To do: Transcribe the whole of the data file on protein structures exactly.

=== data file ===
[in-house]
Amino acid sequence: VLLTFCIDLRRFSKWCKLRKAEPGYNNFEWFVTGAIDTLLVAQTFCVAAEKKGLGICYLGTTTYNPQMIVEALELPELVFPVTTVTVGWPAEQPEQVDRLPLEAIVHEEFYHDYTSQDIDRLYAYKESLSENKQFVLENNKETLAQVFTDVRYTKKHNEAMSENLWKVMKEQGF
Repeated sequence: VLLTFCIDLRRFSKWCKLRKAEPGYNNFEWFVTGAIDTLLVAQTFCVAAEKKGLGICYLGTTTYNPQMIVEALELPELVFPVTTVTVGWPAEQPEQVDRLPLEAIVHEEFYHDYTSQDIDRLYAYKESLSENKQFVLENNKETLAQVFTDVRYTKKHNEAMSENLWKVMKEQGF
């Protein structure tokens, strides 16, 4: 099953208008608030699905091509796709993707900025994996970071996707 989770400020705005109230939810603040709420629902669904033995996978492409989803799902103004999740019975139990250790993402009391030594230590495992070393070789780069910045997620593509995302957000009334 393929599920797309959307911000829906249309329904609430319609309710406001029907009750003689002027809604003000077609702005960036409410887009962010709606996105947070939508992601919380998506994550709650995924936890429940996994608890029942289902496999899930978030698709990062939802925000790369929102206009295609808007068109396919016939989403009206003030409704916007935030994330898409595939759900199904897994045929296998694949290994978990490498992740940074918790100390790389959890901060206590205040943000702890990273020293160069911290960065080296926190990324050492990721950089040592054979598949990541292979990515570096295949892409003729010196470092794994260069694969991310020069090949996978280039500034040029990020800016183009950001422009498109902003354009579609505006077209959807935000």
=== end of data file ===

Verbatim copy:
[in-house]
Amino acid sequence: VLLTFCIDLRRFSKWCKLRKAEPGYNNFEWFVTGAIDTLLVAQTFCVAAEKKGLGICYLGTTTYNPQMIVEALELPELVFPVTTVTVGWPAEQPEQVDRLPLEAIVHEEFYHDYTSQDIDRLYAYKESLSENKQFVLENNKETLAQVFTDVRYTKKHNEAMSENLWKVMKEQGF
Repeated sequence: VLLTFCIDLRRFSKWCKLRKAEPGYNNFEWFVTGAIDTLLVAQTFCVAAEKKGLGICYLGTTTYNPQMIVEALELPELVFPVTTVTVGWPAEQPEQVDRLPLEAIVHEEFYHDYTSQDIDRLYAYKESLSENKQFVLENNKETLAQVFTDVRYTKKHNEAMSENLWKVMKEQGF
């Protein structure tokens, strides 16, 4: 099953208008608030699905091509796709993707900025994996970071996707 989770400020705005109230939810603040709420629902669904033995996978492409989803799902103004999740019975139990250790993402009391030594230590495992070393070789780069910045997620593509995302957000009334 393929599920797309959307911000829906249309329904609430319609309710406001029907009750003689002027809604003000077609702005960036409410887009962010709606996105947070939508992601919380998506994550709650995924936890429940996994608890029942289902496999899930978030698709990062939802925000790369929102206009295609808007068109396919016939989403009206003030409704916007935030994330898409595939759900199904897994045929296998694949290994978990490498992740940074918790100390790389959890901060206590205040943000702890990273020293160069911290960065080296926190990324050492990721950089040592054979598949990541292979990515570096295949892409003729010196470092794994260069694969991310020069090949996978280039500034040029990020800016183009950001422009498109902003354009579609505006077209959807935000």